0034If 9/11 is stale for you, or too sad for you or too politically charged for you – this play may open your heart to the pain of real people experiencing loss again. Despite the years that have passed, the sense of shock and unreality that shook the nation on September 11th is palpable again in The Guys.

The impulse towards altruism, the difficulty grasping mass death and the value of individual lives are large topics, but they all come to the fore in this 2-person play written in the months immediately after the 9/11 attack.  In the 15th year after the collapse of the World Trade Center, Keizer Homegrown Theatre is presenting The Guys, by Anne Nelson. It runs through September 17th.

The action occurs almost immediately after the attacks, when the city and country were still in shock. A New York City writer helps a fire station captain who has lost eight of his men, by working with him to create eulogies for their families.

Captain Nick Flanagan has to speak at funerals and is at a loss for what to say about the first responders who perished. Joan, the writer, needs this work as well; she’s an intellectual rather than one of the plumbers and carpenters in demand, but has a yearning to contribute. “This is my city, too,” she says. “I want to do something.”

Over the course of the play Nick tells Joan about four of the eight lost from Ladder Company 60 who served under his command, and she in turn transforms his pained and inarticulate anecdotes into prose worthy of being said at funerals. We learn about each of the four with a collection of stories and recollections. The conversations between the two are broken up when Joan addresses the audience directly in interludes that give the play considerable depth.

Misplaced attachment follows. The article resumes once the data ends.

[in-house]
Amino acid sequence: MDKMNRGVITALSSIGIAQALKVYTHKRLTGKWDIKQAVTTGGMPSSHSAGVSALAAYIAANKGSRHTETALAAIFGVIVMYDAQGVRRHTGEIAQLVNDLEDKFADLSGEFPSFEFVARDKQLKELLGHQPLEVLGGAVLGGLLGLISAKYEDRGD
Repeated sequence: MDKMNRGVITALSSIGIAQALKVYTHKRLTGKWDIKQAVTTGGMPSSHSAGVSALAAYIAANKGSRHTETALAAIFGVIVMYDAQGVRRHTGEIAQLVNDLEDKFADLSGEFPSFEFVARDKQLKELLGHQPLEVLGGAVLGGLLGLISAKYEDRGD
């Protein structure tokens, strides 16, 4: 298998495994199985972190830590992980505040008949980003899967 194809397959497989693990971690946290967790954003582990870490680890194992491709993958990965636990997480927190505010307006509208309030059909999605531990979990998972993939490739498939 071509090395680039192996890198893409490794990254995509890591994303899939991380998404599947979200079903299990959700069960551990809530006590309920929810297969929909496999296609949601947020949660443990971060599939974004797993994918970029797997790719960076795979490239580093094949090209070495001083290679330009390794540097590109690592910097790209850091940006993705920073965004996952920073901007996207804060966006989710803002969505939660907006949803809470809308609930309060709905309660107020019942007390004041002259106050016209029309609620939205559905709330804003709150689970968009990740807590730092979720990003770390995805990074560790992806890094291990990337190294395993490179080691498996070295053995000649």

The actors, Nyla McCarthy and Joe Botkin, show a dignity and conversational ease that is a pleasure to experience. McCarthy’s Joan is lively, curious and generous; Botkin’s Nick is a resilient man who, even as he struggles, knows this loss cannot break him. Together, with their accomplished portraits, McCarthy and Botkin create characters that are believable and likable in even their striving and confusion. The final scene, where Nick presents a eulogy in full dress uniform is powerfully affecting. The characters, like the audience, find some healing in the way art makes tragedy manageable.

It must be said that time and perspective would have made a better script. Perhaps because it was written so quickly after 9/11, The Guys presents four firemen Heroes who seem nearly flawless. There is little conflict between Nick and Joan to drive the action forward (he admires nearly everything she writes, she usually “gets” exactly what he struggles to say), and neither of them changes as much, over the course of their time together, as a better story would have them do. This might be explained by the fact that in those first weeks, simple statements of how a doomed firefighter would say, “Follow me,” or “It’s the best job there is,” were sufficiently eloquent. All these facts still count, and profoundly, but a more mature and considered script would have made a more lasting tribute.

During the run of The Guys, the Kroc Center lobby is hosting a sculpture created from Ground Zero steel by a New York firefighter and a replica of a painting of New York firefighters by William S. Phillips.

“You can’t figure it out; it’s too big for us,” Joan says towards the end of the play. It’s a true statement to this day, but The Guys makes real and important inroads into what is nearly impossible to grasp.

Fear not, fearless followers of the Salem Pimpernel! Jay Gipson-King is only away from his desk, and will return in our next issue! The above review was written by his mysterious ally.